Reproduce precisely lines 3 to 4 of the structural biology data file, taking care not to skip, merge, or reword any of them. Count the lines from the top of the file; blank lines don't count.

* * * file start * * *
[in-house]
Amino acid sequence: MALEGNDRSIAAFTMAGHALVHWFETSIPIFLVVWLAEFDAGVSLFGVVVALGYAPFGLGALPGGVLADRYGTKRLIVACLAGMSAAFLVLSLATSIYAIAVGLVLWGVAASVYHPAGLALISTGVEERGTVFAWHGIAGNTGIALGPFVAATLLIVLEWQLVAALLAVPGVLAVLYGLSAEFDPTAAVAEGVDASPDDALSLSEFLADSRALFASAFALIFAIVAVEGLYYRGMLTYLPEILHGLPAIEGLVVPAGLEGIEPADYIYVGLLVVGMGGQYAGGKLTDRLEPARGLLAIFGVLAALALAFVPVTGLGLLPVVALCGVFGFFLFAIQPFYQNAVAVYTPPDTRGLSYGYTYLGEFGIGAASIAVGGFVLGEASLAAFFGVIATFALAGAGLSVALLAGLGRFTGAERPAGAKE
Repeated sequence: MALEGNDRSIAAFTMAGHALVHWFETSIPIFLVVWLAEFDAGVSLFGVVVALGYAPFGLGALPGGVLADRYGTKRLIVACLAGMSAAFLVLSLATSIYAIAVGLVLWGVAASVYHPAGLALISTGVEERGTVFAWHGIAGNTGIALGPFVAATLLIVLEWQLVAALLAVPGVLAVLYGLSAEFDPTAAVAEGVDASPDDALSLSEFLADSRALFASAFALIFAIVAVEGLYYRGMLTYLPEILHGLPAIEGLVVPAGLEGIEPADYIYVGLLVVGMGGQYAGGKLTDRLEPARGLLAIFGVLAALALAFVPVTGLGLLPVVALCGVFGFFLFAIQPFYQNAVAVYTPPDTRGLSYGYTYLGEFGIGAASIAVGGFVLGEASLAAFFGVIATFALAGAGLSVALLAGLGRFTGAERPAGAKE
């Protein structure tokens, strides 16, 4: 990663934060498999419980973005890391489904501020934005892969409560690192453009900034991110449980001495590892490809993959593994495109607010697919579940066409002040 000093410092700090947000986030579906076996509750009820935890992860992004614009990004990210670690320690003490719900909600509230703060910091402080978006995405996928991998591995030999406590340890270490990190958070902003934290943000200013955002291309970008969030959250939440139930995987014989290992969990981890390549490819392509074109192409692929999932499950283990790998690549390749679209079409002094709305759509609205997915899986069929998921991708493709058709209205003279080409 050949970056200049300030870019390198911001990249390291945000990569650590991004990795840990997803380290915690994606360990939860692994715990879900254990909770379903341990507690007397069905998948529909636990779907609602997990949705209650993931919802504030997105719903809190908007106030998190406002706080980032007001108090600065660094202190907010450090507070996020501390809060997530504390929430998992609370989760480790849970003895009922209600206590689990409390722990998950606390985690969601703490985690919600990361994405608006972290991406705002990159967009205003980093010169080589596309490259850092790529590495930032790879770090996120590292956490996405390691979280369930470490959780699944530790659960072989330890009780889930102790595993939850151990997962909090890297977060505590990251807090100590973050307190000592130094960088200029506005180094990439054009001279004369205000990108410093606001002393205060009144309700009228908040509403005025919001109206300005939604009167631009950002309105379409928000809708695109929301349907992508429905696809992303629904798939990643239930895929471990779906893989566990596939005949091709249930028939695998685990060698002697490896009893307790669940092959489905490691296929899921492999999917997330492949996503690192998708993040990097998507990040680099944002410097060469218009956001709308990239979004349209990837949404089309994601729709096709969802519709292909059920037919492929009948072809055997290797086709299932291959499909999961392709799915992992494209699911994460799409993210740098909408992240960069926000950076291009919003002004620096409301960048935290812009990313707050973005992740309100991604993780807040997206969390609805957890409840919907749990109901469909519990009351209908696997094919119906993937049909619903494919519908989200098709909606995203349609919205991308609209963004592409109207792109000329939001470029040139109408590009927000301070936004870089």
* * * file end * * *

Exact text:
Repeated sequence: MALEGNDRSIAAFTMAGHALVHWFETSIPIFLVVWLAEFDAGVSLFGVVVALGYAPFGLGALPGGVLADRYGTKRLIVACLAGMSAAFLVLSLATSIYAIAVGLVLWGVAASVYHPAGLALISTGVEERGTVFAWHGIAGNTGIALGPFVAATLLIVLEWQLVAALLAVPGVLAVLYGLSAEFDPTAAVAEGVDASPDDALSLSEFLADSRALFASAFALIFAIVAVEGLYYRGMLTYLPEILHGLPAIEGLVVPAGLEGIEPADYIYVGLLVVGMGGQYAGGKLTDRLEPARGLLAIFGVLAALALAFVPVTGLGLLPVVALCGVFGFFLFAIQPFYQNAVAVYTPPDTRGLSYGYTYLGEFGIGAASIAVGGFVLGEASLAAFFGVIATFALAGAGLSVALLAGLGRFTGAERPAGAKE
């Protein structure tokens, strides 16, 4: 990663934060498999419980973005890391489904501020934005892969409560690192453009900034991110449980001495590892490809993959593994495109607010697919579940066409002040 000093410092700090947000986030579906076996509750009820935890992860992004614009990004990210670690320690003490719900909600509230703060910091402080978006995405996928991998591995030999406590340890270490990190958070902003934290943000200013955002291309970008969030959250939440139930995987014989290992969990981890390549490819392509074109192409692929999932499950283990790998690549390749679209079409002094709305759509609205997915899986069929998921991708493709058709209205003279080409 050949970056200049300030870019390198911001990249390291945000990569650590991004990795840990997803380290915690994606360990939860692994715990879900254990909770379903341990507690007397069905998948529909636990779907609602997990949705209650993931919802504030997105719903809190908007106030998190406002706080980032007001108090600065660094202190907010450090507070996020501390809060997530504390929430998992609370989760480790849970003895009922209600206590689990409390722990998950606390985690969601703490985690919600990361994405608006972290991406705002990159967009205003980093010169080589596309490259850092790529590495930032790879770090996120590292956490996405390691979280369930470490959780699944530790659960072989330890009780889930102790595993939850151990997962909090890297977060505590990251807090100590973050307190000592130094960088200029506005180094990439054009001279004369205000990108410093606001002393205060009144309700009228908040509403005025919001109206300005939604009167631009950002309105379409928000809708695109929301349907992508429905696809992303629904798939990643239930895929471990779906893989566990596939005949091709249930028939695998685990060698002697490896009893307790669940092959489905490691296929899921492999999917997330492949996503690192998708993040990097998507990040680099944002410097060469218009956001709308990239979004349209990837949404089309994601729709096709969802519709292909059920037919492929009948072809055997290797086709299932291959499909999961392709799915992992494209699911994460799409993210740098909408992240960069926000950076291009919003002004620096409301960048935290812009990313707050973005992740309100991604993780807040997206969390609805957890409840919907749990109901469909519990009351209908696997094919119906993937049909619903494919519908989200098709909606995203349609919205991308609209963004592409109207792109000329939001470029040139109408590009927000301070936004870089």